17 September 2007

Trusts and taxes: new challenges for families


Patricia Milner
Partner | UK

Recent changes in the taxation of trusts have made estate planning more complicated in some European countries as well as the U.K. Both the U.K. Finance Act of 2006 and the Italian Finance Act of 2007 (which went into effect on January 1) have created new landscapes for estate planners in both countries.

In Italy, trusts are now treated as companies. The new law is designed largely to catch tax avoidance schemes that fictitiously locate trusts outside the country that have an Italian settlor, Italian beneficiaries and Italian assets. Italian law specifies that companies (and now, trusts as well) are treated as residing in Italy if their place of administration is in Italy or if their principal object is carried out in Italy.

Trusts established in countries that do not appear on Italy’s “white list” are automatically deemed to be resident in Italy.

When property is transferred to a trust, the transfer is subject to the newly reintroduced gift/succession tax, but the tax only applies to transfers from the settlor to the trustee, not on distributions to beneficiaries. In addition, the rates are relatively moderate (4 to 8 percent).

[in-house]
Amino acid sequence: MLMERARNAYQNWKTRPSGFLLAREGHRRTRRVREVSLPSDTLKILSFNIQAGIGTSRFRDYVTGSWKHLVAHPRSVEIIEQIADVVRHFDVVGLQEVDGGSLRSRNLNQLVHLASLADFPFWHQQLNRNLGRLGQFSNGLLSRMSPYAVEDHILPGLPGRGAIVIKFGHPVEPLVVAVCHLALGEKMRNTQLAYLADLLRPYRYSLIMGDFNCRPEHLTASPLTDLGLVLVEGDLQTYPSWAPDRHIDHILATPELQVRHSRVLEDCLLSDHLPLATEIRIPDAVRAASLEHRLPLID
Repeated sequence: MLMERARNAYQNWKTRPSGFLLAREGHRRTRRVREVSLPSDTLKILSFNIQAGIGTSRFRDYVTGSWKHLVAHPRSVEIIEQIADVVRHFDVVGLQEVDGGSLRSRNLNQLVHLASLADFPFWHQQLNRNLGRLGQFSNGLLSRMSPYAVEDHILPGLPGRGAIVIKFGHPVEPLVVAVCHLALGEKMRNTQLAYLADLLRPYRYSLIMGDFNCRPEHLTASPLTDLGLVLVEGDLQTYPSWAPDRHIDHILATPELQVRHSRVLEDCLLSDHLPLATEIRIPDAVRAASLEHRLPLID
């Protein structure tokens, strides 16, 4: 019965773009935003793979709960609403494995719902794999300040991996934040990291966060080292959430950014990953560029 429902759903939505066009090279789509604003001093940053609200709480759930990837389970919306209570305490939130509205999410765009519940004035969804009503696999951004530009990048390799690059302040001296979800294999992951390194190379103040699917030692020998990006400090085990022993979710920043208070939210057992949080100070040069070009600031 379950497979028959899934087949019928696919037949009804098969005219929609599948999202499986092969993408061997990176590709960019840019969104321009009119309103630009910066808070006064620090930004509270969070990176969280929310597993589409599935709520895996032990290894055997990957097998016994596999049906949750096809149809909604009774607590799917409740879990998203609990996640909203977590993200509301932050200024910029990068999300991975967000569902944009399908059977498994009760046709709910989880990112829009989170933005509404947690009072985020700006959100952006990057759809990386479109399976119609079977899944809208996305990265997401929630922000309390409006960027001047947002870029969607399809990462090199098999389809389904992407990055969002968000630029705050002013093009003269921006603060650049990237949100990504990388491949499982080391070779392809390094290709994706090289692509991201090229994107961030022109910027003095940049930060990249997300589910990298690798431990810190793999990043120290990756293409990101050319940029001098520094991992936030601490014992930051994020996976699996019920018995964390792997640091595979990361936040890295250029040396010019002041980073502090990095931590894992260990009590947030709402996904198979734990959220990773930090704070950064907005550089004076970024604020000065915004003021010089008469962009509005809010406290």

In the U.K., by contrast, trusts are not treated as companies. Trust income and gains are taxed in the hands of the trustees, and in some circumstances also in the hands of the settlor or the beneficiaries. If a settlor can benefit from a trust, any income or capital gains realized by the trustees are attributed to the settlor. Even if the settlor is excluded from the benefits of the trust, gains will be attributed to him if his spouse, children or spouses of children can benefit.

In what has been widely considered as an attack on trusts, the Finance Act of 2006 changed the inheritance tax rules concerning trusts, so that nowadays most trusts (whether grantor trusts, life interest trusts or discretionary trusts) are subject to an entry charge of 20 percent and 6 percent (with limited exceptions) every decade.  On the other hand, the rules concerning people who are not permanent residents remain favourable, so that the U.K. continues to remain a tax haven at the heart of the EU.

New rules also adapt Controlled Foreign Company (“CFC”) rules to trusts, in an attempt to prevent the phenomenon of “parking” foreign income and capital gains offshore.

Changes in both jurisdictions have led to complex challenges for estate planners and their clients.  In some cases, there are provisions with unclear language whose meaning has yet to be tested in the courts.  We keep a close watch on these developments and are always ready to help families navigate the new landscape with confidence.

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